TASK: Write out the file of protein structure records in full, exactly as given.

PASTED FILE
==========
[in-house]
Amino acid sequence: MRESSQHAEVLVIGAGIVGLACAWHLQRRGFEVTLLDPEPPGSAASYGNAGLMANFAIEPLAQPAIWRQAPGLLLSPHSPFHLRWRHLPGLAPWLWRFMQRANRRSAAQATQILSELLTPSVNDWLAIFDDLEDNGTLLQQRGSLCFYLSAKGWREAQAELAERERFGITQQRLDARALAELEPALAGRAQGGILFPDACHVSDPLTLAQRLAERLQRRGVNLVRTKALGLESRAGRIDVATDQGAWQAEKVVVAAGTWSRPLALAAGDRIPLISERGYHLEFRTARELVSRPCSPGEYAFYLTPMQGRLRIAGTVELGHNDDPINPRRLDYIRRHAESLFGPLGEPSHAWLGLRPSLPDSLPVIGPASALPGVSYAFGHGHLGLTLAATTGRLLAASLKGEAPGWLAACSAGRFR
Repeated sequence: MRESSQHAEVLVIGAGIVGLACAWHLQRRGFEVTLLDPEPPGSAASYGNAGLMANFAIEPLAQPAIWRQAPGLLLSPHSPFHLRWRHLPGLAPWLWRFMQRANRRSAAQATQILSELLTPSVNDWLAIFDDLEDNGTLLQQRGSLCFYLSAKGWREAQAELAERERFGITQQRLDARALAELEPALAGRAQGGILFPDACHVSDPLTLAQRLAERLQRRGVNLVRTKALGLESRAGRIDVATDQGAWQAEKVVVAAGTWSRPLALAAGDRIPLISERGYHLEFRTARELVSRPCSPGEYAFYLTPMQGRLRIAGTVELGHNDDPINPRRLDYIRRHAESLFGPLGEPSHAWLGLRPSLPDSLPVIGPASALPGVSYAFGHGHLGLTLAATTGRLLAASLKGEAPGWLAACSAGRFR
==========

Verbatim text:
[in-house]
Amino acid sequence: MRESSQHAEVLVIGAGIVGLACAWHLQRRGFEVTLLDPEPPGSAASYGNAGLMANFAIEPLAQPAIWRQAPGLLLSPHSPFHLRWRHLPGLAPWLWRFMQRANRRSAAQATQILSELLTPSVNDWLAIFDDLEDNGTLLQQRGSLCFYLSAKGWREAQAELAERERFGITQQRLDARALAELEPALAGRAQGGILFPDACHVSDPLTLAQRLAERLQRRGVNLVRTKALGLESRAGRIDVATDQGAWQAEKVVVAAGTWSRPLALAAGDRIPLISERGYHLEFRTARELVSRPCSPGEYAFYLTPMQGRLRIAGTVELGHNDDPINPRRLDYIRRHAESLFGPLGEPSHAWLGLRPSLPDSLPVIGPASALPGVSYAFGHGHLGLTLAATTGRLLAASLKGEAPGWLAACSAGRFR
Repeated sequence: MRESSQHAEVLVIGAGIVGLACAWHLQRRGFEVTLLDPEPPGSAASYGNAGLMANFAIEPLAQPAIWRQAPGLLLSPHSPFHLRWRHLPGLAPWLWRFMQRANRRSAAQATQILSELLTPSVNDWLAIFDDLEDNGTLLQQRGSLCFYLSAKGWREAQAELAERERFGITQQRLDARALAELEPALAGRAQGGILFPDACHVSDPLTLAQRLAERLQRRGVNLVRTKALGLESRAGRIDVATDQGAWQAEKVVVAAGTWSRPLALAAGDRIPLISERGYHLEFRTARELVSRPCSPGEYAFYLTPMQGRLRIAGTVELGHNDDPINPRRLDYIRRHAESLFGPLGEPSHAWLGLRPSLPDSLPVIGPASALPGVSYAFGHGHLGLTLAATTGRLLAASLKGEAPGWLAACSAGRFR